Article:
This source includes good background material on the nature of symbolism and covers a wide range of symbolic material. It includes particularly good sections on color, Old Testament typology, and natural symbols. Although it is organized by subject, it is easy to use and does identify medieval sources.

Kirschbaum, Engelbert. Lexicon der Christlichen Ikonographie. 8 vols. Freiburg: Herder, 1968-1972.
Although this source is in German, it is an important and useful work. The volumes are organized in two parts: an alphabetical listing and a listing by name. This work is carefully documented and cross referenced, and each entry includes numerous meanings, examples of each, some illustrations, and bibliography. Even someone with only a little German will be able to get some good help from this source.

Metford, J. C. J. Dictionary of Christian Lore and Legend. London: Thames & Hudson, 1983.
Although the title may sound somewhat dated, this is an excellent new source. It is organized alphabetically and is quite thorough in the subjects it treats. It also includes good illustrations of many of the items. While some of the meanings given are more modern, the medieval meanings are generally clear.

Réau, Louis. Iconographie de L'Art Chrétien. 3 vols. Paris: Presses Universitaires de France, 1958.
Although this work is in French, it is a standard source. Vol. 1 includes general comments on symbolism plus subdivided sections on numbers, colors, natural symbols, liturgy, and a general section on saints. Vol. 2 includes iconography of the Bible, and Vol. 3 focuses on the saints. The work is scholarly, thorough, and well-documented.

Sill, Gertrude Grace. A Handbook of Symbols in Christian Art. New York: Macmillan Publishing, Inc., 1975. 704.9482 Si35h
This source has as alphabetical listing of subjects with subheadings. In addition to good listings, an index, bibliography, and plates, this work also includes good introductory remarks for each of the major subjects handled. It is not entirely medieval, but much of it is.

Vries, Ad de. Dictionary of Symbols and Imagery. Amsterdam: North-Holland Publishing Co., 1974.
Ranging from medieval and classical to modern, this source gives full entries with citations of sources or indications of period. It is organized alphabetically and includes general articles in the text on archetypes, stones, etc., as well as covering a broad range of symbols. It also cites use by specific authors.

Whittick, Arnold. Symbols, Signs and Their Meaning. 1960. Mewton, Mass.: Charles T. Branford Co., 1971. RR 704.946 W618s
This source seems to be in many libraries, but it should be used with care since it is not primarily medieval. It includes some background material on symbols in general and an alphabetical listing with some illustrations. Fortunately it does cite sources, which helps to identify the medieval meanings.

There are a number of compilations which cover the broad range of medieval symbols. Although some focus on symbols in art, they are all helpful to one degree or another. Some limit themselves specifically to the medieval and renaissance periods while others stretch to the modern period--even including material from eastern cultures. This means, of course, that some of these books need to be used with care to avoid the problem of using a modern or eastern meaning as a basis for an interpretation of a medieval work. Consequently, each annotation delineates carefully the kinds of material covered in each source (plants, animals, colors, stones, etc.) and describes both the specific strengths and limitations for each source. These works are also cross referenced under the specific headings to follow.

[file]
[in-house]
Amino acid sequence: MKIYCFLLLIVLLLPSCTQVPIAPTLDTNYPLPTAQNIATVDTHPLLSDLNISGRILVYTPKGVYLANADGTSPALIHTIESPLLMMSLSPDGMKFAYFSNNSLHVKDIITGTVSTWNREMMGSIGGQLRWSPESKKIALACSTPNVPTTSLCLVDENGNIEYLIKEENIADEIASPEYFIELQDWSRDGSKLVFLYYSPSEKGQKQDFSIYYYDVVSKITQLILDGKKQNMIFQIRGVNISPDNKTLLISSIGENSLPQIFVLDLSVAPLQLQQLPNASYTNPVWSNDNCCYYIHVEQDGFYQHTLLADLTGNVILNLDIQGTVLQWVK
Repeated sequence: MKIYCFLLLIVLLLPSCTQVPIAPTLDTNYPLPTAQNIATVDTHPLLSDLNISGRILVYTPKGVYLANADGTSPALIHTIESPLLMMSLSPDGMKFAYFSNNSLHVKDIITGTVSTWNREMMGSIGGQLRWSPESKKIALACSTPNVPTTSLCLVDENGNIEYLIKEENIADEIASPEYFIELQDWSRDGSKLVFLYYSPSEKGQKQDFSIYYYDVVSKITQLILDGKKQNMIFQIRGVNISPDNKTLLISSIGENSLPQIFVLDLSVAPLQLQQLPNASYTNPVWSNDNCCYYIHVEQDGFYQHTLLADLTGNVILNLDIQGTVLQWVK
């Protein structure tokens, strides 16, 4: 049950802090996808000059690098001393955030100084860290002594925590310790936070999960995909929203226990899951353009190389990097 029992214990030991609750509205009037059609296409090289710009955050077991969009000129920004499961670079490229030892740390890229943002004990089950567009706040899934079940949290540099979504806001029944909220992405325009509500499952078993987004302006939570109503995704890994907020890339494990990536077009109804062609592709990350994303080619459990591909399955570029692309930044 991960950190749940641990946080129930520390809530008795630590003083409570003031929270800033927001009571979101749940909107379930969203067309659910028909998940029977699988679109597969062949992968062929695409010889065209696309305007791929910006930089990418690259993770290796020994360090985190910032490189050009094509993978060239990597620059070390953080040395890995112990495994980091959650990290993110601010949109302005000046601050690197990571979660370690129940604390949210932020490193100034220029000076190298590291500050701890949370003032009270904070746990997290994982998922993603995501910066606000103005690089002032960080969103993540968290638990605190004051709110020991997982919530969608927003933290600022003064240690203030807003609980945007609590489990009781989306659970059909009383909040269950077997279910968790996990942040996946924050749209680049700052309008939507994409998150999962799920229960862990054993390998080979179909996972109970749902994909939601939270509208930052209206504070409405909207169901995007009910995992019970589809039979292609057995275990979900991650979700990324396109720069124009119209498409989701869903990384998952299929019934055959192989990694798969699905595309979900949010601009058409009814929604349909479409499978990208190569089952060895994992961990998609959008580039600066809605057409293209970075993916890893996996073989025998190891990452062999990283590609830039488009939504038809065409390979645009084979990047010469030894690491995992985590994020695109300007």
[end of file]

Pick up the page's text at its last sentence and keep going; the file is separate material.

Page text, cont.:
Bibliography

Audsley, W. and G. Handbook of Christian Symbolism. London: Day & Son, Ltd., 1865.
Although this work focuses specifically on Christian symbols such as the cross, the nimbus, and symbols related to the Passion, Resurrection, and Ascension, it also considers some of the other standard symbols (saints, colors, etc.). While it includes no clear documentation and no index and while it does not specify medieval meanings, it is still a helpful source--especially on the biblical topics.

Child, Heather and Dorothy Colles. Christian Symbols Ancient and Modern. New York: Charles Scribner's Sons, 1971.
After a short introduction on the nature of symbolism, this work addresses a wide range of symbols arranged by topics, including the cross, the Trinity, Mary, Nativity, angels, prophets and patriarchs, and the Eucharist. It also includes a section on the natural symbols (bird and beasts), numbers, the church year, and the liturgy. Although some of the meanings given are clearly modern and indicate that this source should be used with care, it is a good source on a wide variety of topics and includes a good index and bibliography.

Cirlot, J. E. A Dictionary of Symbols. Trans. Jack Sage. New York: Philosophical Library, 1962. 290.3 C496d
This source covers the entire range of symbols, including classical names, some musical instruments, and some place names. It is arranged alphabetically and gives thorough descriptions. It is an easy source to use but should be used with care since it includes both modern and medieval, eastern and western.

Clement, Clara Erskine. A Handbook of Christian Symbols and Stories of the Saints. Ed. Katharine E. Conway. New York: Houghton Mifflin Co., 1887.